Yes to fair; No to fair play

Ever since the spike in oil prices and consequent plummeting of fortunes of airlines, it has become difficult to get a seat on many international flights. Worse, many passengers with confirmed tickets are thumbed off on the flimsy pretext that flights are overbooked. In many cases, this has also given them an excuse to resort to racial profiling.

It happened to me. I was traveling from Cairo to Dubai by Emirates recently. To my chagrin, the clerk at the counter asked me to step out of the queue with the words that there was no place for me in the aircraft, and that if I wanted to fly then I could take an Egypt Air flight, which would leave a few hours later. (A ticket on Emirates is more expensive than that on Egypt Air).

I was outraged at this irrational suggestion. I asked the clerk why I was being singled out, whereas others in the queue were being dutifully checked in. What touched a raw nerve was that the Emirates employee was quite warm and deferential towards the others, mostly white passengers.

"You are being racist," I objected. I said I was being subjected to blatant discrimination. The booking clerk's grasp of English was quite suspect - he inferred that I was hurling expletives at him, and his airlines. So, he called his supervisor. This did not make things any better for me. While, I was engaged with the airlines staff, the queue was getting shorter and shorter. Then, there were just two of us left, both Indians. It appeared we had been singled out, for being just that - Indians!

I found it distasteful and obnoxious to be so shoddily treated in a country which is so culturally similar to us, which shares concerns and values with us. But nothing seemed to impact the Emirates employees. It was clear that they were ordered to sift the queue, I suspect, on the basis of nationality or colour.

Not just that. The normal practice is that when airlines decide to dump passengers they make an ‘offer', which in many cases is more than the value of the flight. In my case, nothing was offered except the option to fly by Egypt Air.

Realizing that fighting with Emirates would cost me a seat on Egypt Air too, I wrenched myself away from the counter and lugged my baggage to another terminal. It was exhausting and humiliating, but there was nothing I could do. Mercifully, a seat was made available in Egypt Air, but it lacked the flourish and style of the Emirates.

What was galling was that there was no apology or explanation offered by Emirates as to why such treatment was meted out only to the two of us! My fellow sufferer, another Indian who worked in the Gulf and who had vented his spleen on the Emirates after being offloaded, told me that this was standard fare in the Gulf when it came to people from the sub-continent, and that he had had a taste of Arab shabbiness earlier, too: "In Dubai, we are never sure when we would be offloaded."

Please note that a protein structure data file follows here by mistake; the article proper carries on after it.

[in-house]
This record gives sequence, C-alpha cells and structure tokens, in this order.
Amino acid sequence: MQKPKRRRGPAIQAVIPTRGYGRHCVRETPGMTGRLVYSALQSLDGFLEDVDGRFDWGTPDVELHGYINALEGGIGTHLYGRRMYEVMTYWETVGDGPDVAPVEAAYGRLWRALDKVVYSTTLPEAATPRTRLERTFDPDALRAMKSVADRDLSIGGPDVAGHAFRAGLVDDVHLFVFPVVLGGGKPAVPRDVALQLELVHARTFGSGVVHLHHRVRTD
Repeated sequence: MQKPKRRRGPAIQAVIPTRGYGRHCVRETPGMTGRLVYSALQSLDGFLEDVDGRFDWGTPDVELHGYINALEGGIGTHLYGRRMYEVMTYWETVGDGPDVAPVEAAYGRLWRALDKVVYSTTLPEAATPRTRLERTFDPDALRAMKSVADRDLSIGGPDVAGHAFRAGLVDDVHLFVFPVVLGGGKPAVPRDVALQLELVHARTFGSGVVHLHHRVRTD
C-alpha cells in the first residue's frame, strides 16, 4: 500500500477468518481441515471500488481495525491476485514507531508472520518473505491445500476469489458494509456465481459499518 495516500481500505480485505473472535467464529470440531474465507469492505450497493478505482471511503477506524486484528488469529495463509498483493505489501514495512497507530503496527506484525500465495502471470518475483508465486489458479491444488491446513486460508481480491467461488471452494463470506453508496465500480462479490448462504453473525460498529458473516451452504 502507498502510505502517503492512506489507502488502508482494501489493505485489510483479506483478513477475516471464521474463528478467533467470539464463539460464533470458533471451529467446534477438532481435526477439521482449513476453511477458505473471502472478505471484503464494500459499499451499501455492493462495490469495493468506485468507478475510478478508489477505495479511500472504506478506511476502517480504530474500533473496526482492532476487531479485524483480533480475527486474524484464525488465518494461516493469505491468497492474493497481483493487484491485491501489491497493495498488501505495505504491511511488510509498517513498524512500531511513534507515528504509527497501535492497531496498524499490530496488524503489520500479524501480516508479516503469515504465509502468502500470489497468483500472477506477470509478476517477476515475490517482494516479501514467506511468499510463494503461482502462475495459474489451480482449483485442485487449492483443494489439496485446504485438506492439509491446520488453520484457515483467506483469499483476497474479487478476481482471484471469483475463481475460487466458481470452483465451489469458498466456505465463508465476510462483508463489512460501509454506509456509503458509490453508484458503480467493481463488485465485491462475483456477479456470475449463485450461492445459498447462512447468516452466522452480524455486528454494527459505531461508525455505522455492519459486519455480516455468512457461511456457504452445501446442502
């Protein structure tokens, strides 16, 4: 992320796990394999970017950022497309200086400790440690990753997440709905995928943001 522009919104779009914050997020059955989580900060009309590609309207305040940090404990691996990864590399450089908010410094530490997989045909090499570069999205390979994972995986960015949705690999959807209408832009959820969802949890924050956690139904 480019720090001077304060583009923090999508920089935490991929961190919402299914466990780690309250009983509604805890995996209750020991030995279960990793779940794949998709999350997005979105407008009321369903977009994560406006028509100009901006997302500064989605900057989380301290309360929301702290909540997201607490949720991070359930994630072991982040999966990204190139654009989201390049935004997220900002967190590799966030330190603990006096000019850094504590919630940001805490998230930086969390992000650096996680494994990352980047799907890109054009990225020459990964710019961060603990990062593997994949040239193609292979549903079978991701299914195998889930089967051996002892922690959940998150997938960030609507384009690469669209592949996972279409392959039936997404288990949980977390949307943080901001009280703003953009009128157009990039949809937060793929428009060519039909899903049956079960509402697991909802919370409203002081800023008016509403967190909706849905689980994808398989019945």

Clearly, Emirates opts for ‘fair' but refuses to play fair when it comes to those other than fair. Its ubiquitous ‘Fly Emirates' slogan flies against the very ethos of fair-play and justice that it proclaims to the global community from T-shirts sported by ICC umpires and English Premier League referees. And, if I'm not mistaken, the ICC does take it pretty hard when it comes to anything that is even vaguely racist. Doesn't it?

Then again, I think we Indians suffer from an image problem in the Gulf. The blue-collared variety that has been traveling to the Gulf region for all these years is just grateful that they are heading to countries that provide jobs and opportunities. They do not complain when they are forced to live in sub-human and ghoulish conditions. It is only in these last few years that people of the sub-continent have been raising their voices against the shoddy working conditions in so-called ‘Global' cities like Dubai. Many of these expatriates in the gulf are now winging it back to the sub-continent, sick of the treatment they get there, telling their employers where they can get off!

It is strange that when perceptions about Indians are getting better in western countries, the problem in the Gulf refuses to go away. I think the reasons for this are far more deep - seated and much of this appalling state of affairs is because of the weak-kneed response from the government of India, which doesn't care a bit about how shabbily Indians are treated in some countries just because they are Indians.